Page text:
Desirable qualities in a pain doctor/pain clinic:
- In-depth knowledge of pain disorders
- Ability to evaluate patients with difficult pain disorders
- Appropriate prescribing of medications for pain problems
- An ability to use different diagnostic tests to pinpoint the cause of pain
- Skill with procedures (nerve blocks, spinal injections, pain pumps)
- A good network of outside providers where the patient can be sent for physical therapy, psychological support or surgical evaluation
- Treatment that is in line with a patient’s wishes and belief system
- Up-to-date equipment
- Helpful office staff
Click on this link to meet some of our NSPC pain specialists and read their views on treating pain.
The pain management clinic
Pain patients are seen in an outpatient pain clinic that has procedure rooms, with ultrasound and X-ray imaging. Sometimes, the pain doctor performs the procedures in a nearby hospital. Some pain doctors may offer you sedation during the treatments. However, this is not needed in many cases. In a hospital, “Twilight” anesthesia may be given to a patient, as needed.
First visit to a pain management doctor
On the first visit, a pain management doctor will ask you questions about your pain symptoms. He or she may also look at your past records, your medication list, and prior diagnostic studies (X-ray, MRI, CT). It helps if you bring any prior, available studies (X-rays, CT scans, MRIs). The doctor will perform a thorough physical exam. At the first visit, It helps to have a pain journal or at least, to be aware of your pain patterns.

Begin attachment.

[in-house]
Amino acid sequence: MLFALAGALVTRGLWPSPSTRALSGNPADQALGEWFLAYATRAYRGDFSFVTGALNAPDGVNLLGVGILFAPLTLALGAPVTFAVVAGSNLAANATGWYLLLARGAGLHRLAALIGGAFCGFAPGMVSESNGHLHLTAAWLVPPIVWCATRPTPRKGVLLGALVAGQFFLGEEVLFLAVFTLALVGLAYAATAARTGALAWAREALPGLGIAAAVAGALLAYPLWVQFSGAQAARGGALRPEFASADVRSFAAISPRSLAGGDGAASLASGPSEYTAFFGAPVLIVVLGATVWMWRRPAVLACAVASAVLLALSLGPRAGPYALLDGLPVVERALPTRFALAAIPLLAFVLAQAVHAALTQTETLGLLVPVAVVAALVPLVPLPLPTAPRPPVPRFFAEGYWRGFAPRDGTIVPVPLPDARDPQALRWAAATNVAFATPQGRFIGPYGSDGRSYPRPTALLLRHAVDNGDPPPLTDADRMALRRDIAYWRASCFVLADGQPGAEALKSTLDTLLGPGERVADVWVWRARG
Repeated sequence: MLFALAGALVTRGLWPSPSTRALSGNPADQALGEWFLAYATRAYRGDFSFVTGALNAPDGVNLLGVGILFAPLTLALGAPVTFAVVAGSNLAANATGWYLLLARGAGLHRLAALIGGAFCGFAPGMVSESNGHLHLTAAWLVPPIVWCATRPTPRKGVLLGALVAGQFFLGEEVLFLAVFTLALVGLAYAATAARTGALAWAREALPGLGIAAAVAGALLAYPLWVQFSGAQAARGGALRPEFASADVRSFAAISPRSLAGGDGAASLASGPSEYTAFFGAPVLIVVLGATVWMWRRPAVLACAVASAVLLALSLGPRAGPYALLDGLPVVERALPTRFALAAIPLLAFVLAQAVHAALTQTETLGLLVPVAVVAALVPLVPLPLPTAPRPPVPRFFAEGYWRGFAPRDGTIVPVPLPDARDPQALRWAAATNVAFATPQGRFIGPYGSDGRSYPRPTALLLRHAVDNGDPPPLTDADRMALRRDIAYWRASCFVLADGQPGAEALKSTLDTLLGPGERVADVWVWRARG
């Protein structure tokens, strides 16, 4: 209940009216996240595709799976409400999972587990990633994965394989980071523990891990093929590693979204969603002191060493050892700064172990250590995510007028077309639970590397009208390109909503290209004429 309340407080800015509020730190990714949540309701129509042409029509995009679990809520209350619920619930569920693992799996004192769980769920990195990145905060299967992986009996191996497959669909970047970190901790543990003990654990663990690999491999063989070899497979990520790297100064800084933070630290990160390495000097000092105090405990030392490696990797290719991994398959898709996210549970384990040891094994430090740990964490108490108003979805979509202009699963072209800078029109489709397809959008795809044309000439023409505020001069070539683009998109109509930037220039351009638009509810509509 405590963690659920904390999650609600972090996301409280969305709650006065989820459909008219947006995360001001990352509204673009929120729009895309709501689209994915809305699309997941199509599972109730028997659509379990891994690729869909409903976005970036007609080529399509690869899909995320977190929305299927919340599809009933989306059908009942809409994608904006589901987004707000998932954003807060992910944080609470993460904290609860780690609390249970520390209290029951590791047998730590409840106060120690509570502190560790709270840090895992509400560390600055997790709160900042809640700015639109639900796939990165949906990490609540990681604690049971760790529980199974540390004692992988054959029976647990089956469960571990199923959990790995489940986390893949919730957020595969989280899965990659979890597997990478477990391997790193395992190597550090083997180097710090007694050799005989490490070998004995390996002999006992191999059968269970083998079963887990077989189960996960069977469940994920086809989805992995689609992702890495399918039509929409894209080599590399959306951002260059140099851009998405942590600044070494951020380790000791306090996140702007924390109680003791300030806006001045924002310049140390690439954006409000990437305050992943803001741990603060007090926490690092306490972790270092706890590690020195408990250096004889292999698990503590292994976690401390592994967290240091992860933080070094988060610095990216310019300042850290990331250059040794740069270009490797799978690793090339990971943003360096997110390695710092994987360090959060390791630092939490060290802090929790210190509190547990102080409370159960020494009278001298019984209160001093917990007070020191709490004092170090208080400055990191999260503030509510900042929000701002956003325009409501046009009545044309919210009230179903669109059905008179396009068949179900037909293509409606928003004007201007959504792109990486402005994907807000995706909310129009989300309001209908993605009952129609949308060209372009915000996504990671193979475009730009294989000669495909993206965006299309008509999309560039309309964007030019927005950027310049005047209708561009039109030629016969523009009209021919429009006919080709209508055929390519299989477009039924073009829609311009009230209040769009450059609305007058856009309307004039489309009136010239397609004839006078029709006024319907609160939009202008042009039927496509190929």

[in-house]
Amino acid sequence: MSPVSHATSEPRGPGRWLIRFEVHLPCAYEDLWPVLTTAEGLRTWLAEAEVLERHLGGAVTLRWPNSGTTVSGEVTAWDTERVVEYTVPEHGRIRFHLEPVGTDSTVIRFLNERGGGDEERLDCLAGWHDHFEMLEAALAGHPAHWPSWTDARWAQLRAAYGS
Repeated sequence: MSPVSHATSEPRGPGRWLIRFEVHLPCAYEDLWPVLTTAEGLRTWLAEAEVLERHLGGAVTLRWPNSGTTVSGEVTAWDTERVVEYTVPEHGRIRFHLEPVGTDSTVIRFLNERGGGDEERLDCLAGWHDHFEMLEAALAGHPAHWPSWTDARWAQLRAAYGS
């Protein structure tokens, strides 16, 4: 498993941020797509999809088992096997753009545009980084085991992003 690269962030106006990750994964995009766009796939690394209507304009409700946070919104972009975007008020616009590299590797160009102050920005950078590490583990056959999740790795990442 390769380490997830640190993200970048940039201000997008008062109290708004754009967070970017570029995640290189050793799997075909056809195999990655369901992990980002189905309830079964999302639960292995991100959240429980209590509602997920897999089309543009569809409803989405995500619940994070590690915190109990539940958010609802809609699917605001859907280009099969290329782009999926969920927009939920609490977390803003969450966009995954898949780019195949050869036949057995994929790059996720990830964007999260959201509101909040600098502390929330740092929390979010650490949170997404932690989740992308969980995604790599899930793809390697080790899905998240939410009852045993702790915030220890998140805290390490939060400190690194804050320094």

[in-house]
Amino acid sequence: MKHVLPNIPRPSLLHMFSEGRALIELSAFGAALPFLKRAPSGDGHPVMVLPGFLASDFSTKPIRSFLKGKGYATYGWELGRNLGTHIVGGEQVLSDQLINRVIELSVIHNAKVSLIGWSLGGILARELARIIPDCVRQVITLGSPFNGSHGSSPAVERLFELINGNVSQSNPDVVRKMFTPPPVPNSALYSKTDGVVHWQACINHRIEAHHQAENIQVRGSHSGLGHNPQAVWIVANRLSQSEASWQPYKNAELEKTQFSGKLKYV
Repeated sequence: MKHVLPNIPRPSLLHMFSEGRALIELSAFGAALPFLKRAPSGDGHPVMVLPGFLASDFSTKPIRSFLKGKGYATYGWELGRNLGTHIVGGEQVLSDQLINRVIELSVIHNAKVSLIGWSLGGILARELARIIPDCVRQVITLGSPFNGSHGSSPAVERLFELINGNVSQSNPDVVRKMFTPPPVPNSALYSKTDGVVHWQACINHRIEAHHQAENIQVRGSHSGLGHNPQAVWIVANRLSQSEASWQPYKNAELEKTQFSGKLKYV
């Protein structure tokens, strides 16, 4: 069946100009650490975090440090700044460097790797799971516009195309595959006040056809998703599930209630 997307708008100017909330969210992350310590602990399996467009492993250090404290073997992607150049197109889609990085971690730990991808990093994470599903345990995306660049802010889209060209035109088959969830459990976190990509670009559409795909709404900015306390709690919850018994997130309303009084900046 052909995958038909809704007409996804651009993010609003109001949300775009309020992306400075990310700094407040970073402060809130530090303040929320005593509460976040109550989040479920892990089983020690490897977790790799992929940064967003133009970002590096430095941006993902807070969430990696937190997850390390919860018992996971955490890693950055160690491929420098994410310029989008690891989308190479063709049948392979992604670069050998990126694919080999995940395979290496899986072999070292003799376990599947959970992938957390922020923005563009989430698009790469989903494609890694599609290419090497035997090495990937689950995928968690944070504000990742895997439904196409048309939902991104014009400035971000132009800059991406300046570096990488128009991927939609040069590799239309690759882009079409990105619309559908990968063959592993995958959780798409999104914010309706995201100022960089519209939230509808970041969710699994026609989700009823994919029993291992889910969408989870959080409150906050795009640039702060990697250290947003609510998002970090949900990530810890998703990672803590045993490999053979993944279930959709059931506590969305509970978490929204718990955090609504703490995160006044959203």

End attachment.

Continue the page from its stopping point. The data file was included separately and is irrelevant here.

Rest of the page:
Common things your doctor may ask on the first visit:
- Where is your pain? (what body part)
- What does your pain feel like? (dull, aching, tingling)
- How often do you feel pain? (how often during the day or night)
- When do you feel the pain? (with exercise or at rest)
- Setting for the pain? (is it worse standing, sitting, laying down)
- What makes your pain better? (does a certain medication help)
- Have you noticed any other symptom when you have your pain? (like loss of bowel or bladder control)
Start a pain journal
A pain journal helps keep track of how much pain you have on a given day. It also helps you communicate better with your doctor. You can note how often you have pain and how your pain prevents daily activities like sleep, work and hobbies. The journal will help you notice some things that may improve your pain: meditation or prayer, light stretches, massage. It will also help you note what makes your pain worse (stress, lack of sleep, diet).
You can rate your pain on a 0-10 scale, in the pain journal. This rating scale is a common tool, used by many doctors to measure pain.
0 you are pain-free
1-3 you have nagging pain
4-6 you have moderate pain that interferes with daily activity: work, hobbies
7-10 you have severe pain that stops you from your daily activities
A journal helps you record your mood and if you are feeling depressed, anxious or have trouble with sleep. Pain might trigger these states, and your doctor can suggest some coping skills or medications to help you. A pain journal helps you gain control over your pain and empowers you in ways you might not have thought possible.